Study on the Relation between Colorectal Cancer and Gall Bladder Disease OC25-OC27
Dr. Siddharth Gosavi,
Flat #1103, GR Pinnacle, 42/3,Kanakapura Road, Sarakki Signal, Bengaluru-560078, Karnataka, India.
Introduction: Colorectal cancer is cancer of the large intestine, the lower part of digestive system which includes the sigmoid colon and rectum.
Aim: To study the relation of incidence of colorectal cancer with previous gall bladder disease or post-cholecystectomy status, a relation between gall bladder disease and smoking in particular and the most common region of colon involved in colorectal cancer in gall bladder disease and non-gall bladder disease patients.
Materials and Methods: A total of 256 patients with symptoms of rectal bleeding, change in bowel habit, unexplained tiredness, weight loss, pelvic pain, jaundice and abdominal distension were screened by using colonoscopy among whom 30 patients were diagnosed with colorectal cancer. Detailed history was taken with the help of a modified questionnaire and the patients were assessed, examined and the list of investigations such as faecal occult blood test, ultrasound of abdomen and pelvis, colonoscopy, sigmoidoscopy, barium enema, Computed Tomography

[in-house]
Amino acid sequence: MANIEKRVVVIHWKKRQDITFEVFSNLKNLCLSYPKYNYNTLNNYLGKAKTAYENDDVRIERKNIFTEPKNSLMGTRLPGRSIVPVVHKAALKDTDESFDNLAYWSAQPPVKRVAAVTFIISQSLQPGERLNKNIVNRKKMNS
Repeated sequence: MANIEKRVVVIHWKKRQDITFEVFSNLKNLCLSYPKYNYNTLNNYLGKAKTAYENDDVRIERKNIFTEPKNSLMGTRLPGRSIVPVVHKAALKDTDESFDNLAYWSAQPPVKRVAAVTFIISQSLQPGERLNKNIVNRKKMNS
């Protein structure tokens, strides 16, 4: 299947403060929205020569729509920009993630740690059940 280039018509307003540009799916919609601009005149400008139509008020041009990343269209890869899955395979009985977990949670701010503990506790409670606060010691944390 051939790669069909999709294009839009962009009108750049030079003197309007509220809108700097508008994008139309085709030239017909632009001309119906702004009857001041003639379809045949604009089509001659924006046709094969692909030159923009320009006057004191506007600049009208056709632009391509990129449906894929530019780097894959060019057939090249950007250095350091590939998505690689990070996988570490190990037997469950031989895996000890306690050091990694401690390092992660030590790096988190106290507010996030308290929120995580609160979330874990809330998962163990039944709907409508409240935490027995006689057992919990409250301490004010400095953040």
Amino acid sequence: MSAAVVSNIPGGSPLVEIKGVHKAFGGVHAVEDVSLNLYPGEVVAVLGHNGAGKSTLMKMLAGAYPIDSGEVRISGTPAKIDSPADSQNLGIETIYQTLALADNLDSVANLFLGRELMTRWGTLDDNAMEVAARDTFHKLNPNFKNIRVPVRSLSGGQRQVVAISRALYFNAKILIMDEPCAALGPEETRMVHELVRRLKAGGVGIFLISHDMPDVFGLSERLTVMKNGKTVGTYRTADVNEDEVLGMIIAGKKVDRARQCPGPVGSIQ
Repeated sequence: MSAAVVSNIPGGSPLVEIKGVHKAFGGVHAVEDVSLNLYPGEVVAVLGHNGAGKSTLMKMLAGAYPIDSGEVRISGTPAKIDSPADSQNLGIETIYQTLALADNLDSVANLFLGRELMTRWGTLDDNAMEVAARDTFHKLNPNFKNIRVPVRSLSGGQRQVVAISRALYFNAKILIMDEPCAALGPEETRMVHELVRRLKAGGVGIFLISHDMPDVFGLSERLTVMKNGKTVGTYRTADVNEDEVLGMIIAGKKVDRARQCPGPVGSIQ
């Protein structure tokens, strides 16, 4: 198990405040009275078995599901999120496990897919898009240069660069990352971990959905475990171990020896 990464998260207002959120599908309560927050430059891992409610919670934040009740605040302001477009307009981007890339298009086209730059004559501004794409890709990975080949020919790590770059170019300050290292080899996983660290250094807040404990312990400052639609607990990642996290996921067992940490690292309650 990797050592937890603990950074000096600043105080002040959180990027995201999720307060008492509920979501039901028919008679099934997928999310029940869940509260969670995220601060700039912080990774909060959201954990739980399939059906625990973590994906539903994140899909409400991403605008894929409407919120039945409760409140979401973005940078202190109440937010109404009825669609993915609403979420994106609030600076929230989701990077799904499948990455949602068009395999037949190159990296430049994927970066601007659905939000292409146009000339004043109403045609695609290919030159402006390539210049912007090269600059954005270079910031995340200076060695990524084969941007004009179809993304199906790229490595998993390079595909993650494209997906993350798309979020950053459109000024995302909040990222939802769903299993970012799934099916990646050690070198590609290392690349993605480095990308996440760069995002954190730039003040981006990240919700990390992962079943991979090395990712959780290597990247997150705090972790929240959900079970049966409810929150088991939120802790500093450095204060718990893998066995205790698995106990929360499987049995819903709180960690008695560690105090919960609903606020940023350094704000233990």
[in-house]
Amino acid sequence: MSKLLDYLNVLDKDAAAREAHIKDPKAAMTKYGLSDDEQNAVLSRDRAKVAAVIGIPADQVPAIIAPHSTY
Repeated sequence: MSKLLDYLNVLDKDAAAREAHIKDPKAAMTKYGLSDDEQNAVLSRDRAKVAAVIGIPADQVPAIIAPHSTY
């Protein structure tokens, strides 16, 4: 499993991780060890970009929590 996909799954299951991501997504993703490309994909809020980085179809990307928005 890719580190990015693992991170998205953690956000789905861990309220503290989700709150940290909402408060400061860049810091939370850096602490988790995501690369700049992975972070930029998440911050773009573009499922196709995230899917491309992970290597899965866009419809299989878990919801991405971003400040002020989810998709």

(CT), Magnetic Resonance Imaging (MRI) of the abdomen and pelvis, tumour markers like Carcinoembryonic Antigen (CEA) and biopsy were collected. Patient pool was categorized into Gall Bladder Disease (GBD) and Non Gall Bladder Disease (NGBD). Proportions test and Fisherâ€™s-Exact test were used to calculate the p-values.
Results: Ten patients had previous gall bladder disease (33%) which was significant with a p-value of 0.016 by proportions test. Two patients underwent cholecystectomy, two patients underwent Endoscopic Retrograde Cholangio Pancreatography (ERCP) and the remaining six patients did not take any treatment for their gall bladder disease. Five patients with previous gall bladder disease were found to be smokers with a p-value of 0.091. The average age was 47.2 years in males and 42.2 years in females. Males constituted 66.6% (20 males) of the diseased population whereas, females constituted 33.4% (10 females). Rectal bleeding and altered bowel habits were the commonest symptoms. Confirmation of the disease was proven using CT abdomen and biopsy. Right sided colorectal cancer was common in GBD patients. Left sided colon cancer was common in NGBD patients.
Conclusion: This study established a statistically significant risk of colorectal cancer following cholelithiasis though no risk was apparent following cholecystectomy.